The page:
Not my finest hour. My newest and probably most important lesson is that you don’t have to add offal to everything. By offal in this case I mean rehydrated pig’s blood and by everything I mean a delicious pasta sauce.
After eating quite a lot of meat lately (obvs offal), Daz and I had a lovely vegetarian lunch and were meant to continue that theme with a nice pasta sauce for dinner for my hard-working other half. I got some tomatoes and an aubergine and had ideas to add chilli and smoked paprika. All was going well, untill the ill-fated thought of “oh I should offal this up” …
LUCY – YOU DON’T ALWAYS HAVE TO ADD OFFAL TO THINGS!
At this point I was frying onions, garlic, aubergine and anchovies together. Getting it all to meld until I added some tinned tomatoes and turned down the heat for some simmering time. Between this and the following photo I thought, yes, what this needs is some dried pig’s blood.
Then I added the blood. (One 50ml shot of the powdered blood and then 6 more shots of water.) And two tins of tomatoes. I think that actually looks quite delicious. The downfall, the bunker of my demise was in forgetting that blood actually has quite a lot of flavour. When you cut yourself, and suck the wound (I don’t make a habit of this, but I am by nature supremely clumsy), you can taste the metal. Anchovies, also, have a strong taste.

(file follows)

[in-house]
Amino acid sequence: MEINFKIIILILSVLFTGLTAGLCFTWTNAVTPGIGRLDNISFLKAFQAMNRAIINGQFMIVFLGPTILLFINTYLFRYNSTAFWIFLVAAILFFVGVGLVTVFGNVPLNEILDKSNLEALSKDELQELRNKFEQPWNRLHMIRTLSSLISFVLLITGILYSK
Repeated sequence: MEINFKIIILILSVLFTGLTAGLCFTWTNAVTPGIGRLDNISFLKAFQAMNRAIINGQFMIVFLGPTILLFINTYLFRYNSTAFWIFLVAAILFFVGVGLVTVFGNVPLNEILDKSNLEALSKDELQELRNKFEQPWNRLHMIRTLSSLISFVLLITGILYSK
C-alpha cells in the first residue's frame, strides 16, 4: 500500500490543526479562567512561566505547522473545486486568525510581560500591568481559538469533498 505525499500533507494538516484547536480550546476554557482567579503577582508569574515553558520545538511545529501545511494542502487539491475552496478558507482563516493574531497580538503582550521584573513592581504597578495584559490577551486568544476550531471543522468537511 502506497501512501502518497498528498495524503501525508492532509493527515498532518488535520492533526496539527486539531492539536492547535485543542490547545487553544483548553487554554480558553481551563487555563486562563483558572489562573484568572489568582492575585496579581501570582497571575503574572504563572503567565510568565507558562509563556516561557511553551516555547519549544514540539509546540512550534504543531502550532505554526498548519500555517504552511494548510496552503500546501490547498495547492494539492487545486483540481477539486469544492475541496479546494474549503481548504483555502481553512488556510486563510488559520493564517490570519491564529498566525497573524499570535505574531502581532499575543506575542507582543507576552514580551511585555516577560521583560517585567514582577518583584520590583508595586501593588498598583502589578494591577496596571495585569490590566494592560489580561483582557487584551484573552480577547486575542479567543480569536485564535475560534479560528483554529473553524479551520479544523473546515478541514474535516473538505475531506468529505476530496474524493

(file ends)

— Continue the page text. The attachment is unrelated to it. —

Does blood + anchovy = delicious?
I think you can see both the hope and trepidation in this face. Have I gone too far? Is this going to be an offal mess? Would Hugh F-W look disapprovingly at me?
If truth be told, I didn’t make the most delicious dinner I’ve ever attempted. I also managed to overcook the pasta and the cheese was a bit corner shop generic cheese. Also, perhaps cheese and blood aren’t the best supper-partners either? I think I just got a bit over-excited. Not even did some last minute tomato paste improve conditions. Basically I was struck down by my own inventiveness.
After about half my bowl, I turned round and said I didn’t really like it. Daz manfully struggled on a bit further, with his bigger bowl, before bowing out. Admitting when you are wrong is a kind of wisdom though, isn’t it?